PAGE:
Nikon D5 detailed specifications: CF and XQD versions confirmed

Update: the D5 is now officially announced.

Here is a new, more detailed set of Nikon D5 specifications (the official announcement should be tonight around midnight EST):

  • Two D5 body types: D5 XQD-type and D5 CF-type
  • New 20.82 MP CMOS sensor
  • EXPEED 5
  • 4k video
  • 153 AF points, 99-point cross sensor, F8 corresponding 15 points
  • Continuous shooting (continuous shooting up to 200 frames in 14bit lossless compression RAW): 12 fps in the AF / AE tracking
  • Continuous shooting speed at the time of the mirror up to 14 fps (AE / AF fixed)
  • Highest ISO: 102,400
  • Extended sensitivity Hi5: ISO 3,280,000
  • 3.2-inch 2.36 million dots LCD touchscreen
  • Memory: card slots: D5 (XQD-Type) is double XQD, D5 (CF-Type): double CF
  • Shutter speed: 30 seconds to 1/8,000 sec
  • Finder coverage: 100% (FX), magnification: 0.72x
  • SuperSpeed ​​USB (USB3.0 Micro-B terminal)
  • Battery: EN-EL18a
  • Weight (battery and media included) D5 (XQD-Type): 1405g. D5 (CF-Type): 1415g
  • Shipping starts in March, 2016

Via Digicame-info

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  • Moose1414

    So if i am understanding correctly: The D5 shoots 4k video but only for 3 minutes at a time. The D500 shoots 4k video for a useful 30 minutes but is a 2.2x crop.

    So you can’t get a decent wide angle view on the D500 but the D5 comes to the rescue by shooting 4k in the full 1.5x DX sensor crop, meaning you could use DX lenses on it to achieve wide fields of view.. but for 3 minutes only?

    Is video really that hard in 2016 that Nikon simply can’t do better than this mess? Are these compromises at least made in the name of realising better looking video?

  • Erwin McCormick

    How would the Nikon d5 or d500 low light capabilities compare to the sony a7sii low light performance?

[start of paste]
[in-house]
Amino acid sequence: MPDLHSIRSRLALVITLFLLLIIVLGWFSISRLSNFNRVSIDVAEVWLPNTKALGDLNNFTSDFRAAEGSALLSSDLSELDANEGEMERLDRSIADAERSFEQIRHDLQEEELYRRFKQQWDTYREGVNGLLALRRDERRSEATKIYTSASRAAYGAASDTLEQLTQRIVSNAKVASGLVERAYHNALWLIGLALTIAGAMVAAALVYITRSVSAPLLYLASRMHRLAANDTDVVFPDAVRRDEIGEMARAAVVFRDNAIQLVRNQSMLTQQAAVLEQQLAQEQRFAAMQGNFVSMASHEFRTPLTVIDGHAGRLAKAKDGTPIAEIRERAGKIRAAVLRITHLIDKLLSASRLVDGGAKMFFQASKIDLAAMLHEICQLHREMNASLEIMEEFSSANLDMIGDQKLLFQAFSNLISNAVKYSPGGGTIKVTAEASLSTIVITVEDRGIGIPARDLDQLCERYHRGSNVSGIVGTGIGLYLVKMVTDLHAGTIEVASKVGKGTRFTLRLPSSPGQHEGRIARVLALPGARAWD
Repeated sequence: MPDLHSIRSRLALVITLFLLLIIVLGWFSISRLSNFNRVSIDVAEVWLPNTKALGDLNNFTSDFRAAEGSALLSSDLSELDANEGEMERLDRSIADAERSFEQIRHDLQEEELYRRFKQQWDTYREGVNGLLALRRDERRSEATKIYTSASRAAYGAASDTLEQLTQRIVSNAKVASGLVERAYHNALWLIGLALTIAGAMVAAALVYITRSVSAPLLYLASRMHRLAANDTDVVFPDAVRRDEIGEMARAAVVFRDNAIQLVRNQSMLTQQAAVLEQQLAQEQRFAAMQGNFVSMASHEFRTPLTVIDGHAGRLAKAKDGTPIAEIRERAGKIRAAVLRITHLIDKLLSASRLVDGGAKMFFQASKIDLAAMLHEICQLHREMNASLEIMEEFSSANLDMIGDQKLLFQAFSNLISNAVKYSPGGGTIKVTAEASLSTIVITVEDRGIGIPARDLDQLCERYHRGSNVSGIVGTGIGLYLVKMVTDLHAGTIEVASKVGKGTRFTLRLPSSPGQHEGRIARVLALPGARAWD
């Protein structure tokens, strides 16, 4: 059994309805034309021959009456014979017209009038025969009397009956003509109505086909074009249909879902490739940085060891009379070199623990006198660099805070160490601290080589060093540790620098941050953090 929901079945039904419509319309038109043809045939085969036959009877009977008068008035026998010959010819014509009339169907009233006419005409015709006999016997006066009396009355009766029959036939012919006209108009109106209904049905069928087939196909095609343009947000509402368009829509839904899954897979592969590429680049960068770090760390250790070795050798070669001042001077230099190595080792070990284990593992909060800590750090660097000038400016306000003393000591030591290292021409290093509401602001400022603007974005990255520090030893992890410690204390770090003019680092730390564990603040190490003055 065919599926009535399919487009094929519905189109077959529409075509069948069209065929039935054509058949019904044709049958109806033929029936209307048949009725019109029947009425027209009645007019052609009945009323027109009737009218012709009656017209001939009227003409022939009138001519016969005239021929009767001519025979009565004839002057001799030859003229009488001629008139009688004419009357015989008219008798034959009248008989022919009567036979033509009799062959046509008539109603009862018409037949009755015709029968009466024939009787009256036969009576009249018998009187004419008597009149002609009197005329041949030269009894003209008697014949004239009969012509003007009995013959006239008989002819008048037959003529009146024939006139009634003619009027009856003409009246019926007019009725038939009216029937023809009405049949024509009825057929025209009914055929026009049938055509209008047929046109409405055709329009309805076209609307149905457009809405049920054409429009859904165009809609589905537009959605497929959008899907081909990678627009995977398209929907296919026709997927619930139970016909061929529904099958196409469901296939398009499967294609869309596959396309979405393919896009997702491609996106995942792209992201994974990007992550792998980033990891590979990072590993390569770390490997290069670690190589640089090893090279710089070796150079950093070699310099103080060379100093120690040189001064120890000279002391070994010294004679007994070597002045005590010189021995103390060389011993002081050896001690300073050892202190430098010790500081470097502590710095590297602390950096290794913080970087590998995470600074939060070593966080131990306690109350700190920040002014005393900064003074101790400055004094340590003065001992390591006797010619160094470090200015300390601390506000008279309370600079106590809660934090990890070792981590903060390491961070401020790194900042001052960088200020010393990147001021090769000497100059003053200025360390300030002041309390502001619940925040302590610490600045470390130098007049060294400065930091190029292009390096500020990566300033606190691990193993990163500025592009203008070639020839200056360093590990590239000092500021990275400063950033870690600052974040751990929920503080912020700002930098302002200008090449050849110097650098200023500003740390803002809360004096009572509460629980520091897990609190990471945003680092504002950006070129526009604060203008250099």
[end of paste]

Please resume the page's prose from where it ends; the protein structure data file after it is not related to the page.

• psv

    yupiiiiiii, a 500 coments post 🙂

  • psv

    hum i wonder , how am i going to introduce a D500 at my home,
    i think i am going to put a sticker on saying that i refurbished my D7200

  • TheMeckMan

    So when they say Nikon developed sensor does this mean the same thing as “Apple developed” when it’s really a Samsung. More to the point is this still a Sony sensor. I ask because Sony sensors have proven their DR and exposure latitude capabilities. If this is a Nikon sensor I won’t preorder let alone replace my D810/D7200 until I’ve seen that it is on par with the “last generation”

    • PhilK

      It’s not a completely either/or scenario. Nikon seems to have had a hand in the design of a variety of the sensors used in their digicams over the years, though the only one that they may have actually participated to some extent in the actual production itself was the proprietary LBCAST sensor that was used in the old D2H/D2Hs models.

      Particularly on the higher-end flagship cameras, Nikon appear to always have some kind of hand in the design of the sensor used, if only in some cases making some relatively minor design changes to a standard part to accomodate their application and technical requirements. But I think their involvement typically is somewhat more than that. In fact I think it’s quite possible that some of their technical input during the design phase of future products actually contributes to the improvement of mainstream sensor parts sold by the sensor manufacturer to other customers.

      Regardless, I don’t think I can remember a time over the last 10 yrs or so that Nikon has not made truly useful sensor/camera performance improvements with each generation, and have consistently maintained the “Nikon look” from product to product and generation to generation. Surely that is no accident and not a simple thing to accomplish, especially when you do not control every aspect of sensor design/production.

    • Michiel953

      You do understand the difference between “developing” and “manufacturing”, and everything inbetween?

  • PhilK

    I think it’s very dangerous thinking for a company like Nikon to just assume that they “cannot change” something critical which may be hindering their competitiveness.

    This has gotten the company in trouble a number of times, in particular at times when Canon ended-up leapfrogging them in the professional photographer market. Canon’s willingness to “make the jump to new technology” put Nikon on their back foot in the pro market starting in 1987 when the EF mount was first released, and particularly after the EOS-1 appeared in 1989. I’d argue that Nikon has been on the defensive ever since, in the pro market. (Don’t get me wrong – I love the fact I can use my old AI lenses on new bodies without an adapter – but by the same token I think that also holds them back in some ways.)